JUST like many other research and expert organisations focussed on the current Zimbabwean situation, the United Kingdom-based Economist Intelligence Unit (EIU), which produces specialist economic analyses, has painted a grim picture of the country’s prospects.
In its latest report released yesterday, the EIU says Zimbabwe’s economy will shrink by a frightening margin — 12,9%.
“We forecast that real GDP (gross domestic product) will contract by 12,9% in 2020 (following an estimated decline of 18% in 2019), as drought continues to weigh on agricultural output and energy production from hydropower, and as the ongoing currency and liquidity crisis hampers economic activity across the country,” EIU says.
“In 2021-24 growth will steadily increase as better weather conditions facilitate growth in agriculture and a return to domestic hydropower production, allowing mining activity to pick up.
“Nevertheless, continued weakness of tobacco prices is likely to temper investment in the agricultural sector over the medium term. Industrial sectors will register firmer growth, albeit from a very low base, as monetary conditions improve later in the forecast period.
“Despite reformist rhetoric from the government, we expect limited progress in addressing structural bottlenecks and improving the poor business climate, although mining and energy infrastructure is likely to continue to attract some investment.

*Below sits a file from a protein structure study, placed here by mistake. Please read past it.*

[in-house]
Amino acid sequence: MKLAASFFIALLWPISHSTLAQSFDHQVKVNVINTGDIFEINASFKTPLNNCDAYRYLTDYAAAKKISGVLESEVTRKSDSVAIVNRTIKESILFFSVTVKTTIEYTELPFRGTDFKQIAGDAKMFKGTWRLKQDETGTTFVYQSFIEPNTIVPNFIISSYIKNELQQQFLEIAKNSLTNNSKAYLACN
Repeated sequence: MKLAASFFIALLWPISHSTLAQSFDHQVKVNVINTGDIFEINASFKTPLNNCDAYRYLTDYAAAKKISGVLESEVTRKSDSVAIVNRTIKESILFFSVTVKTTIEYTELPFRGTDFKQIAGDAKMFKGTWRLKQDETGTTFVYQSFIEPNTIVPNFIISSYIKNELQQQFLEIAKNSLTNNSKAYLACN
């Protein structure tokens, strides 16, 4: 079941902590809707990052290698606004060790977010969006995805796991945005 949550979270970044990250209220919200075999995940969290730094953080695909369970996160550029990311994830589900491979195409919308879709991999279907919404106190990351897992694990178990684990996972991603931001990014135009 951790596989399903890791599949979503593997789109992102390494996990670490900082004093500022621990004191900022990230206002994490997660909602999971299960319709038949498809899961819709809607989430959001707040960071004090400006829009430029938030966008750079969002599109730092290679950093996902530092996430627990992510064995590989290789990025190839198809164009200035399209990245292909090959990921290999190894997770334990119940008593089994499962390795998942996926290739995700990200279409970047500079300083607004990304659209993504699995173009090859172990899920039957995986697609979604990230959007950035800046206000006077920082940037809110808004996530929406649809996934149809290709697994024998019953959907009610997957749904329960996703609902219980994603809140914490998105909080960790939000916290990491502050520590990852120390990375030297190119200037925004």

“There remain significant downside risks to our medium-term outlook. Rampant inflation and plummeting productivity, a protracted drought or a significant drop in commodity prices could push the economy into a prolonged recession well beyond 2020.”British think-tank Chatham House also says the situation is bad.
Now combine this with the current political crisis and the ongoing party talks charade, you are simply assured of further deterioration and a socio-economic catastrophe ahead.
President Emmerson Mnangagwa and his advisers — who are collectively evidently clueless — may be in denial, but that is the blunt reality. It is only them who do not and cannot see that reality. That is why Finance minister Mthuli Ncube in November last year forecast 3,1% growth when everyone could see the economy was in turmoil and headed for recession.
Of course, Ncube has abandoned that wishful thinking course and now admits that the “2019 GDP growth is expected to be negative”.
The International Monetary Fund has predicted the economy will contract by 5,2%; before revising the figure to 2,1% in line with its Staff Monitoring Programme for Zimbabwe. Now it seems their original forecast was more accurate after all.
The World Bank says the Zimbabwean economy is now in recession and will shrink by 3,1% in 2019.
The economy will contract this year due to drought and severe shortages of foreign currency, cash, power, water, fuel, and rampant inflation. Production keeps on plunging amid a huge drop in real wages, purchasing power and aggregate demand.
The situation is now increasingly untenable.